Short story: “Solid Objects”

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“Solid Objects,” by Virginia Woolf

According to Wikipedia, appeared in some magazine or other between 1922 and 1941; collected in A Haunted House and Other Short Stories in 1944; online here; in various ebook formats here; audio version on YouTube here

2,408 words

I love this story for being so weird. It captures exactly the pointlessness of obsession, of beauty, and of art, a pointlessness that is perhaps their defining quality. Unlike (for example) published fiction, John’s collection doesn’t even offer the dubious advantage of communication or communion with other people. Its pleasure is partly aesthetic and partly a sense of accomplishment. The story explicitly uses the word “ambition” twice, so we cannot consider John’s new career a reaction against ambition or an escape from it.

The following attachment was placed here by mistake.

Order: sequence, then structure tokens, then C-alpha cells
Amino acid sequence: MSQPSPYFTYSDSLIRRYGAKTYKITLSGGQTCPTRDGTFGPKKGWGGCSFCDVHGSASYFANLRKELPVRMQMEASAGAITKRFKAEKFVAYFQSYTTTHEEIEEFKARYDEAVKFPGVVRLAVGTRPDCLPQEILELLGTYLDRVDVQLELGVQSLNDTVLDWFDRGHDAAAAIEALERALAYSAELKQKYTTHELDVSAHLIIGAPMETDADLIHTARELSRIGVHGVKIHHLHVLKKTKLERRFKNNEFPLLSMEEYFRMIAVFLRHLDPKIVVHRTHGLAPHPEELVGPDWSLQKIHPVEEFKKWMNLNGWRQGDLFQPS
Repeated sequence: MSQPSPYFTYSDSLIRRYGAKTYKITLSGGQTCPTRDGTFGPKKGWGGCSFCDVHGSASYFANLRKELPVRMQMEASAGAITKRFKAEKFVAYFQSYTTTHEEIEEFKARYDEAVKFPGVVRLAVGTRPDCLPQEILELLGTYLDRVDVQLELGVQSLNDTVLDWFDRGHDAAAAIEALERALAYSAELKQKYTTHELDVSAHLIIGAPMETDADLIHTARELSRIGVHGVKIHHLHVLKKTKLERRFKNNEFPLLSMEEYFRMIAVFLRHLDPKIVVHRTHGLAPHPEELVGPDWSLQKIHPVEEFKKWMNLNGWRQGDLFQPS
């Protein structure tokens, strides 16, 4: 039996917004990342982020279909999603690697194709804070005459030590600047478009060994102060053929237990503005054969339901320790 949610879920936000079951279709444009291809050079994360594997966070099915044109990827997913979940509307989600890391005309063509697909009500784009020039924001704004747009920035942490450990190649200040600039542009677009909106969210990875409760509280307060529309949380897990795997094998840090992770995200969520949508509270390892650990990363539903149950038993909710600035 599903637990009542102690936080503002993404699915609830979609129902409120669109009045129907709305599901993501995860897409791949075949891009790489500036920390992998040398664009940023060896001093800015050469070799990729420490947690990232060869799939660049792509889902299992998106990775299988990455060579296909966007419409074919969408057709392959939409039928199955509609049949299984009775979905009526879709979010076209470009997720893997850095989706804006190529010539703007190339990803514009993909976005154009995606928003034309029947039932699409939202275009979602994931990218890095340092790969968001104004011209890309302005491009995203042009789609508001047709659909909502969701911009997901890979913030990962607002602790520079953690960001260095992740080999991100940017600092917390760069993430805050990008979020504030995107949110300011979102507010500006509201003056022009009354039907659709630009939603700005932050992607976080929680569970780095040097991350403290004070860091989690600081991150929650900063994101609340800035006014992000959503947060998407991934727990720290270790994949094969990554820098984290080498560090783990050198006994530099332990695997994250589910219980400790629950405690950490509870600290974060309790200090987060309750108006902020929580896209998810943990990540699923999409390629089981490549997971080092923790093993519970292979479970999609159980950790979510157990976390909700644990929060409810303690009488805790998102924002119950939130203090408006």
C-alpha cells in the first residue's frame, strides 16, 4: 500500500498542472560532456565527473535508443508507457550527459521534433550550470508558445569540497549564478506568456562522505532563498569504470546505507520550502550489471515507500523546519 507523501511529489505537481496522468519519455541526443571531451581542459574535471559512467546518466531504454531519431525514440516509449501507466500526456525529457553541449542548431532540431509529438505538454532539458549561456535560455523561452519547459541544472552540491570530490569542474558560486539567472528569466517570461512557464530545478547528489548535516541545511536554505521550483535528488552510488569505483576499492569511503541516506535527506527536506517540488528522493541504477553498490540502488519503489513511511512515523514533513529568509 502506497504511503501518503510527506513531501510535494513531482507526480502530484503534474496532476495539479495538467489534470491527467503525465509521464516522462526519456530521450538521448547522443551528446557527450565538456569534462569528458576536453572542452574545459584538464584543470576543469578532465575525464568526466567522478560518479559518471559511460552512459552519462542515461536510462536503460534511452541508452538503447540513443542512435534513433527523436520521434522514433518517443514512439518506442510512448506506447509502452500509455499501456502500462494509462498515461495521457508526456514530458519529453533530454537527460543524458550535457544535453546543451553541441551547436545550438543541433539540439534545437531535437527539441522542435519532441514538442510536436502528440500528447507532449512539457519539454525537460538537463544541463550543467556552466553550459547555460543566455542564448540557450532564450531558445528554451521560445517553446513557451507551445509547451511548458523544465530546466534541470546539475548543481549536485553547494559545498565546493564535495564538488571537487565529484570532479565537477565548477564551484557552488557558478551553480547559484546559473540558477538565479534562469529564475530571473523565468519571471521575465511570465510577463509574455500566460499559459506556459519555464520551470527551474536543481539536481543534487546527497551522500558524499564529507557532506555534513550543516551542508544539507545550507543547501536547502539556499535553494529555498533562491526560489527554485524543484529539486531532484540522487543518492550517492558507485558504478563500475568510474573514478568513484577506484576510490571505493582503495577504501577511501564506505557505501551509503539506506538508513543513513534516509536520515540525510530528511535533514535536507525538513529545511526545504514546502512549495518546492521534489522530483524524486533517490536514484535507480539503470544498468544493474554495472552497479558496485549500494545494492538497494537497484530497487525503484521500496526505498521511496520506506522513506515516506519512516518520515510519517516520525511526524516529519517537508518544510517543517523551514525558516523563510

The title seems to emphasize the sense of security that the objects of John’s obsession, and the obsession itself, might be seen to offer him. Obsession is a form of security, in that it admits no questions and needs no justifications. For someone adrift in the world of politics, it must be a tempting way out.

Are we supposed to admire John’s way out? The story never shows us the value of the world he’s leaving behind, not even when using Charles’ point of view, but it also seems ambivalent about his new life. “In the Reign of Harad IV” does something similar, though more explicitly, since its main character suffers guilt and an acute sense of his isolation. “Solid Objects” is more committed to its ambivalence: John never realizes he may have made a mistake.

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